This experience happens as part of the healing process, and will provide you and your therapist material. The fears that arise will eventually provide a wealth of opportunities; although in the moment, they are just scary. The squeezing is the beginning of the birth or rebirth process.... Breath and keep going.
The Death-Rebirth Struggle (BPM 3)
This is a transitionary state. With ketamine, these states are often very fast. The sense of the body and any claustrophobia has been left behind, as ketamine is a dissociative anesthetic that releases the mind from the fears of the body.
Getting curious about where this process will lead, and imagining your psyche to be flexible and escape from anything that binds you will help you stay free and engaged in this most adventurous scene. Where does it lead?
The Rebirth (BPM 4)
The emotions are joy and relief from struggles and suffering. There is freedom to roam and explore. These moments are sometimes sunny and sometimes starry and sometimes oceanic. There is always lots of air to breath - one of the advantages of ketamine is that it does not generally suppress the respiratory drive - indeed, many will breath deeply.
These scenes are opportunities for emergence from depression or anxious states. Some people with lifelong depression have said that their time toward the end of the ketamine session, and extending for days or hopefully weeks afterward, are the first real sensation of life without depression. There can be a lightness and a sense that anything is possible - a happier life, some serenity, connection with others, and some freedom from addiction. These are learning opportunities, and integrating the lessons learned into ones daily practice can prolong the benefits of ketamine.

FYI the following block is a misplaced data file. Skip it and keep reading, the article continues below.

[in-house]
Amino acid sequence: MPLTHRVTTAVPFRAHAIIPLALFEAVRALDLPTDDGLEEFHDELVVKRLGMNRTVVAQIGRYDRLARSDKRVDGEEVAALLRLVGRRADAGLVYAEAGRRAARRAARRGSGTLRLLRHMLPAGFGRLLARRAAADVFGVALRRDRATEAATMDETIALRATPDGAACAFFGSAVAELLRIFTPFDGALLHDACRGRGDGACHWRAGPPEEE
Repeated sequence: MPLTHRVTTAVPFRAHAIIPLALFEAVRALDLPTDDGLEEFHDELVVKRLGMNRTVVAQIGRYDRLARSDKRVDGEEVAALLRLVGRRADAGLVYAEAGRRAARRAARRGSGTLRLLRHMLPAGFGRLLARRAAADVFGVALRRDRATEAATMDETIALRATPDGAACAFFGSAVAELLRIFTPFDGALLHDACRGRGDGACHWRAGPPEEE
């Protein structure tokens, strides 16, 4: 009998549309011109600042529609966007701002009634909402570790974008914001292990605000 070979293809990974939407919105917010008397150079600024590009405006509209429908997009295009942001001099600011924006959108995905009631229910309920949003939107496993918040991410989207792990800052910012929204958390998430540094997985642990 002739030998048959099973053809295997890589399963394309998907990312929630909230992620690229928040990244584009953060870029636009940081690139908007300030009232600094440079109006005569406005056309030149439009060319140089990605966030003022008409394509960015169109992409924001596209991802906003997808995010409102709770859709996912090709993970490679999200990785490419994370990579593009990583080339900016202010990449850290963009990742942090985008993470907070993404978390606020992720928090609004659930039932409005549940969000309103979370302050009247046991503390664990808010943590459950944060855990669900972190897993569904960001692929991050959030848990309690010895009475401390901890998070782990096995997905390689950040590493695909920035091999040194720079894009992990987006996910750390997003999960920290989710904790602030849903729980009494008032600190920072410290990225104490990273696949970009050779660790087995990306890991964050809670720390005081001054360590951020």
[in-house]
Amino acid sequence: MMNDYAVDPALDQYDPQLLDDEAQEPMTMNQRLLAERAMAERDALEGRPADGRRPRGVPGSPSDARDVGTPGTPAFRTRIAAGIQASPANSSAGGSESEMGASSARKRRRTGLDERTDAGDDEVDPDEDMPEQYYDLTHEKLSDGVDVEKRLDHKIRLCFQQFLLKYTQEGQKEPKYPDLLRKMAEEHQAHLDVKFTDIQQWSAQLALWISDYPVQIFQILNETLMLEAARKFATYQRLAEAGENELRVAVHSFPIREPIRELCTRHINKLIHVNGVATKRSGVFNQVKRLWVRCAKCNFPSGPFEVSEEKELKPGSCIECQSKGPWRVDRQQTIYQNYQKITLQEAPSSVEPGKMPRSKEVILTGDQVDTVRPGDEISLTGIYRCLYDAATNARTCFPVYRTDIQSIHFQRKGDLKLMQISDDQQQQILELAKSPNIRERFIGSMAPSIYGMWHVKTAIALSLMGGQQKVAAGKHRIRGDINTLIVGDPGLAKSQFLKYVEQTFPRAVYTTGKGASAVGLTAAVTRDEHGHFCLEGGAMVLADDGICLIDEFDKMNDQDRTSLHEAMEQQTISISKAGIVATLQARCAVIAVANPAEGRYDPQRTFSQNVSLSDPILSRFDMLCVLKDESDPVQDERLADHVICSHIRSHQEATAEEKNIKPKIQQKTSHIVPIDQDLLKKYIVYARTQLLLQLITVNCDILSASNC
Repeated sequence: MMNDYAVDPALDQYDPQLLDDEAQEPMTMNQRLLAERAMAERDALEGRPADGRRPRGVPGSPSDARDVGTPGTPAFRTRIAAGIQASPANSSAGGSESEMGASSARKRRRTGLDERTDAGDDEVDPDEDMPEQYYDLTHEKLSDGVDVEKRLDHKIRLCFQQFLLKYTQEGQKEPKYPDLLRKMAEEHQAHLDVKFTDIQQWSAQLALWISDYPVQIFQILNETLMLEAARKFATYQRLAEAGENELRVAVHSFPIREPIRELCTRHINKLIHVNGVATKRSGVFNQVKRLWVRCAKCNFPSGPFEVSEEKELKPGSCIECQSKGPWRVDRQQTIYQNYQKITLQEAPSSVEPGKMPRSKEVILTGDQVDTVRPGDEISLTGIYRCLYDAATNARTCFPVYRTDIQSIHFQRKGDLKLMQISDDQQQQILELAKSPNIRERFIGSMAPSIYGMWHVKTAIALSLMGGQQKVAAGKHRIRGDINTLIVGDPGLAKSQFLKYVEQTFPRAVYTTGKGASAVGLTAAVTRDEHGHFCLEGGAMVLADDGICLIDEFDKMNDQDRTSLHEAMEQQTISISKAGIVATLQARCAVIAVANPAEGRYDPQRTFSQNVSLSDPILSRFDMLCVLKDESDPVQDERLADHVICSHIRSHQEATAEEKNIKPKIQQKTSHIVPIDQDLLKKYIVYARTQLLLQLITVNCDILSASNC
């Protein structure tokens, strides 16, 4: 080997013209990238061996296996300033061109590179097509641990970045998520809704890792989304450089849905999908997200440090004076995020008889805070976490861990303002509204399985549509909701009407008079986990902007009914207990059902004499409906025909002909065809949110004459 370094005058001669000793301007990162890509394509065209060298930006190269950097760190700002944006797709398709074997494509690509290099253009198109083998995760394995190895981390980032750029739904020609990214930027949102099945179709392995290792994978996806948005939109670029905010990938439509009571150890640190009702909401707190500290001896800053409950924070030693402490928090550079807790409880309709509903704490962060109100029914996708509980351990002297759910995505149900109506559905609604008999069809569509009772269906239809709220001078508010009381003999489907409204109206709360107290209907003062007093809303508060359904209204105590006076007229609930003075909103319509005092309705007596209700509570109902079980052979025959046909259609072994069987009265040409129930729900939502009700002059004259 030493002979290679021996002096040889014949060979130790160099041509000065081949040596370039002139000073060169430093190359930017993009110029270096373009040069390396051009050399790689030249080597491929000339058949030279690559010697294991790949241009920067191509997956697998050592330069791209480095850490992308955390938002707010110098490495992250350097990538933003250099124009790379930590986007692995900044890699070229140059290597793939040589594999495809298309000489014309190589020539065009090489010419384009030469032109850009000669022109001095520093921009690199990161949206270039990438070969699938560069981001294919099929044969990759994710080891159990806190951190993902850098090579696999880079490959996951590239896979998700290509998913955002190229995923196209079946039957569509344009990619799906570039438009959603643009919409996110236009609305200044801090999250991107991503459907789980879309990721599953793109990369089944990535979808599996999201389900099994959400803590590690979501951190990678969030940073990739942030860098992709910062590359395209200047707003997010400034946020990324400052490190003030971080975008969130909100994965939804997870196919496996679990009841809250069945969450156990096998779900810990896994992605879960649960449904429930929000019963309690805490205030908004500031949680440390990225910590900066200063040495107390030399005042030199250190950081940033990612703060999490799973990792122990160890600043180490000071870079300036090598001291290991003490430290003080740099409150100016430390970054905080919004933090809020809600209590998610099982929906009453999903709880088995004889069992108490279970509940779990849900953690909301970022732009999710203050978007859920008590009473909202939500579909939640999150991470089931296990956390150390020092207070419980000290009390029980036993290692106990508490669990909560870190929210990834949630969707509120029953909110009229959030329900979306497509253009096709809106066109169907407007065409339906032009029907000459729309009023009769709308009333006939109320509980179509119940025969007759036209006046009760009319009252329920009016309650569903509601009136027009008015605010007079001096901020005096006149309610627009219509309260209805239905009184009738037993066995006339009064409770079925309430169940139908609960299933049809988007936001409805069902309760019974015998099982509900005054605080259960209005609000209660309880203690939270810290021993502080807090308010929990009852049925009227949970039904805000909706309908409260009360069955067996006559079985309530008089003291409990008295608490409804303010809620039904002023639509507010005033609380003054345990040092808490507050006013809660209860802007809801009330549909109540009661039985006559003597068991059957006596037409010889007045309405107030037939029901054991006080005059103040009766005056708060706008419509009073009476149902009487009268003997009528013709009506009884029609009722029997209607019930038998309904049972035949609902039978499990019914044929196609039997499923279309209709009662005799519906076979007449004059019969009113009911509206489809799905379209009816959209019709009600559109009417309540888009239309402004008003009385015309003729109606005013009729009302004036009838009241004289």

The ketamine experience is highly variable between people, and varies from session to session for the same person. The ketamine experience usually is a surprise. Once you have found a safe set and setting, it is best to surrender, immerse, savor, behold, and relish your ketamine experience.
Before taking ketamine, I recommend that you look for a therapist that you trust and has experience, and is willing to stay present with you. If you have a mental health care team, make sure that everyone is talking with each other. Ask and check for references and credentials. Administration of ketamine requires that health care providers have a prescribing license for DEA level 3 medications. Such providers are medical doctors or nurse practitioners. Teams of prescribers and psychotherapists make for a good psychosocial and medical safety net.
Once you find the right setting, ask as many questions as come up. Listen for answers, and if you are not satisfied, ask again. Your concerns arise from your protecting internal parts, and you are wise to be grateful for them (even if they can be overbearing sometimes). Work with your concerns, not against them. Many people ask to record their sessions, on audio and video, to help remember and to be reassured about everything that happens.
I believe that ketamine acts to facilitate a healing capacity that already exists within all people. A surgeon might sew up a cut, but she does not cause the skin to heal - that is a native process. Similarly, ketamine is just facilitating the mending of parts of the psyche that may have been torn apart by trauma, substance misuse, abuse, neglect, depression, or anxiety. If you feel better after ketamine, please give yourself the credit as this is your work and joy.
Blog authored by Robert M Grant, MD on April 29, 2018.